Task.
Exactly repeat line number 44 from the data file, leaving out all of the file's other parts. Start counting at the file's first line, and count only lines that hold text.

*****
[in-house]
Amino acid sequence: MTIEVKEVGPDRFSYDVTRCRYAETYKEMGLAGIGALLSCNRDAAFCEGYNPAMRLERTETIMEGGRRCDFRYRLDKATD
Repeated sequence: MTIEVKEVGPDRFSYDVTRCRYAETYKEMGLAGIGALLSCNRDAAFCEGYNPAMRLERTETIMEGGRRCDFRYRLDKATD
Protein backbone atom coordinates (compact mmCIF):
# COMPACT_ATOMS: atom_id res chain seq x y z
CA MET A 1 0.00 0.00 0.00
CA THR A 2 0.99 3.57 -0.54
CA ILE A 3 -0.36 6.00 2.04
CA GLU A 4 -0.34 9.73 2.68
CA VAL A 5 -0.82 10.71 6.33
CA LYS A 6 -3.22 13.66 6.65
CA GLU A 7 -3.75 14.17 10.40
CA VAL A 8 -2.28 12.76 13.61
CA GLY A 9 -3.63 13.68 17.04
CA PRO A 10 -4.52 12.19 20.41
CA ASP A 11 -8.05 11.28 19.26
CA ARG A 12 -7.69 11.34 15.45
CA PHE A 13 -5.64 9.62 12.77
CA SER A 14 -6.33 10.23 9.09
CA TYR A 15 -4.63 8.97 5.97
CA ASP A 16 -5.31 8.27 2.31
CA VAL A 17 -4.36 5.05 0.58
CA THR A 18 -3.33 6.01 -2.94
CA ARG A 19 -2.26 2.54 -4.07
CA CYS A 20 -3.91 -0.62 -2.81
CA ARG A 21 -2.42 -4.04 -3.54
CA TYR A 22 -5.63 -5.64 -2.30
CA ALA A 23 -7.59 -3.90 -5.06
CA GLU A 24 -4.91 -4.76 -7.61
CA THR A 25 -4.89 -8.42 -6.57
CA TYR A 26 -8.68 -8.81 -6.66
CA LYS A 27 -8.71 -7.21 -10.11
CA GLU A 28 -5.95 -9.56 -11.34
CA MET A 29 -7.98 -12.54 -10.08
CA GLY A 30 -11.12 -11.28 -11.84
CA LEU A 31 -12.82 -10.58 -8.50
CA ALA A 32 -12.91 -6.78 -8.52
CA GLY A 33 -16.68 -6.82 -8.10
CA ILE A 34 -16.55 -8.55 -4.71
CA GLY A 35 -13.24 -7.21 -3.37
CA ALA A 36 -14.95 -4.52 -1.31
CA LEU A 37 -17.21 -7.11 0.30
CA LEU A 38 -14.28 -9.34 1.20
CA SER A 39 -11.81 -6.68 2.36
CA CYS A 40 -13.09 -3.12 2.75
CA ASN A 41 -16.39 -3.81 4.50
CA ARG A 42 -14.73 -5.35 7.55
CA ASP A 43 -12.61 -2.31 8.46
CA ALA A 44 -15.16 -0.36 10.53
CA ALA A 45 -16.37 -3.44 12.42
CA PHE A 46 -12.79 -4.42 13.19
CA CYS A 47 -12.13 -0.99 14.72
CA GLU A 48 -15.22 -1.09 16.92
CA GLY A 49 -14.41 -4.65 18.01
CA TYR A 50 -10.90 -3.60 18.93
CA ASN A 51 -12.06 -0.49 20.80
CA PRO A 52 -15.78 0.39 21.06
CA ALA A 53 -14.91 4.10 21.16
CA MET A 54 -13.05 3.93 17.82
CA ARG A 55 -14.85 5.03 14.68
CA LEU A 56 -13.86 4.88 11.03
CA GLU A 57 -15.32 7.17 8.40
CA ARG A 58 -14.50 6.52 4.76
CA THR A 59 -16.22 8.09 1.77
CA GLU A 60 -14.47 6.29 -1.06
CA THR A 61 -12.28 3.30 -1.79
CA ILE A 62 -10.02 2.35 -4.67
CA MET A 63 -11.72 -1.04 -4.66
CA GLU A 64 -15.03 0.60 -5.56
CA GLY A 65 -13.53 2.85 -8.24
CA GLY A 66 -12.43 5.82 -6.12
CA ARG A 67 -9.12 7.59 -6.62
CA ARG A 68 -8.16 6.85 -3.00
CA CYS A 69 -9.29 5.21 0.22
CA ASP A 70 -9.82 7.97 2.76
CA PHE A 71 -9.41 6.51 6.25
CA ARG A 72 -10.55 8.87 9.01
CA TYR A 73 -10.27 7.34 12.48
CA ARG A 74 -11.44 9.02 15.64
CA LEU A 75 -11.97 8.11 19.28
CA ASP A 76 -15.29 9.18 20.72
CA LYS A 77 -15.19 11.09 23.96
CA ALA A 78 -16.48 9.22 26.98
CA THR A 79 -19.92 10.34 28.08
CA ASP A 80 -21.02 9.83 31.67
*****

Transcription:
CA SER A 39 -11.81 -6.68 2.36